Battery cells are electrochemical accumulators, which means they allow you to store electrical energy in chemical form. The most common type of battery nowadays are Li-Ion, being used on almost any portable device, cordless power tool and electric vehicle such as skateboards, bikes and cars.
Step 1: Form Factors
Li-Ion cells come in various form factors, which means simply the shape of the cell. In the photos you can see the two most common ones:
- Steel cilinder with the cell rollend insidie. Come in various sizes, the most common by far is 18650 -> 18mm diameter X 65mm high
- Pouch, a soft wrapping with the cell folded inside. It's the type of cell used in cell phones
Step 2: Knowing Your Cell
Wether you already have a particular cell or are looking to buy one, you need to know some important parameters, which determine whether the cell fits your particular application or not.
All of the information you can possibly need for a DIY application is available on the datasheet of the cell. In the video I'm showing the Samsung INR18650-25R cell, for which you can find the datasheet here INR18650-25R
The most important parameters are the cell's nominal voltage, nominal capacity and maximum sustained discharge, which you can see highlighted in the photo.
Note that the nominal voltage reported on the datasheet (in this case 3.6V) is measured at 50% State Of Charge (SOC). The actual voltage will be higher when the cell is full and lower when empty
Step 3: C-rate, V, Ah, Wh, J
Units and their meaning:
- Ah, is a charghe capacity -> Ah = (C/s)h = (C/s)3600s = 3600 Coulomb
- Wh, energy -> Wh = (J/s)h = (J/s)3600s = 3600 Joule
- C, current normalized on battery capacity. For a 2.5Ah battery, 1C means a current of 2.5A. If you discharge that battery at 1C, it's gonna last 1h. If you discharge it at 2C, it will be empty in 30 minutes.
In the photos you can see some examples relative to the same INR18650-25R cell.
Step 4: Scalin of Units in Battery Packs
The arrangement of the cells inside a battery pack is usually reported like 10s2p, for example, where 10 is the number of series cells (10s) and 2 the number of cells in parallel (2p). This means that the battery contains a total of 20 cells, as shown in the drawing above.
The C-rate, in this case, is calculated from the capacity of the whole pack. If for example I use the usual cell to make this 10s2p pack, I'll get a nominal voltage of 36V, a capacity of 5Ah and a maximum sustained discharge of 40A.
A discharge of 1C now means 5A but the battery is still gonna last 1h.
Step 5: Assembling Battery Pack
When assembling a battery pack you should use just one type of cell and balance them before assembling. Note that wiring in parallel cells which are not at the same voltage may make the cells blow up in your face. Not nice.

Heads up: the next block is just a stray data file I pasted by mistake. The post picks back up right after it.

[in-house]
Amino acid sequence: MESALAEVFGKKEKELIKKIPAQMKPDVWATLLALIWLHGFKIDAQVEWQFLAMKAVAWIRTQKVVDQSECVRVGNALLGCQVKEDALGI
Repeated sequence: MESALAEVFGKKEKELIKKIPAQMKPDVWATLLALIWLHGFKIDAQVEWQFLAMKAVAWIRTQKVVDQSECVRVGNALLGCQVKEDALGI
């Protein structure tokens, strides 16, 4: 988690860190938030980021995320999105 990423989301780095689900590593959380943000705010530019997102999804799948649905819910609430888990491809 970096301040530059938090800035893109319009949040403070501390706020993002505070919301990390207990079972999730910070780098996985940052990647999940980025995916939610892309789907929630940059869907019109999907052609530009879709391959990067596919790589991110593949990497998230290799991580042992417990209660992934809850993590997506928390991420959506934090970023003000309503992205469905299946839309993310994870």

For the assembly itself you have essentially two options:
- Soldering: Cheaper and easyer for sure, but also a bit dangerous and likely to ruin your cells. The problem is the heating, which you should avoid on any cell beyond 50/60°C. The exact value depends on the specific cell, but soldering is performed at 200+ °C, clearly too high.
- Spot welding: This is the right way to do it, but a spot welding machine is way more expensive and you can use it essentially only for soldering cells. Also, making a nice spot weld takes some practice and patience, but the result is superior on many levels, including contact resistance.
Step 6: A Note on Safety
As stated a couple of times before in this Instructable, Lithium cells have the tendency to blow up. For real.
Underestimating that possibility is an error that you don't want to make. It's even shown on the datasheet! Check the photo.
The main causes for blowing cells are:
- Overcharge and overdischarge. Not very likely to explode but defenitely possible
- Short circuit, which overheats the cell, makes the electrolite boil and eventually a thermal runaway
- External overheating, like putting the cells near a motor or under the summer sun.
- Puncture, happens when the cells are not mechanically protected inside a rigid case. It's easyer to happen on puch cells which have a soft wrapping, but can happen on any cell.
It has happened on many cell phones (Samsung is maybe the most notorious) and some Tesla cars, which use the 18650 form factor for they batteries.
Take precautions! The flame is very high temperature!
Step 7: What's Your Project?
I'm working on an electric bike, for which I'm gonna build an 8s5p battery pack with those cells I showed you.
Tell me in the comments, on what project do you plan to use Li-Ion cells? In what configuration?
Did you ever have a cell blow up in your face? Hope your face is fine. What provoked the cell to explode? How can you avoid that? Let us know!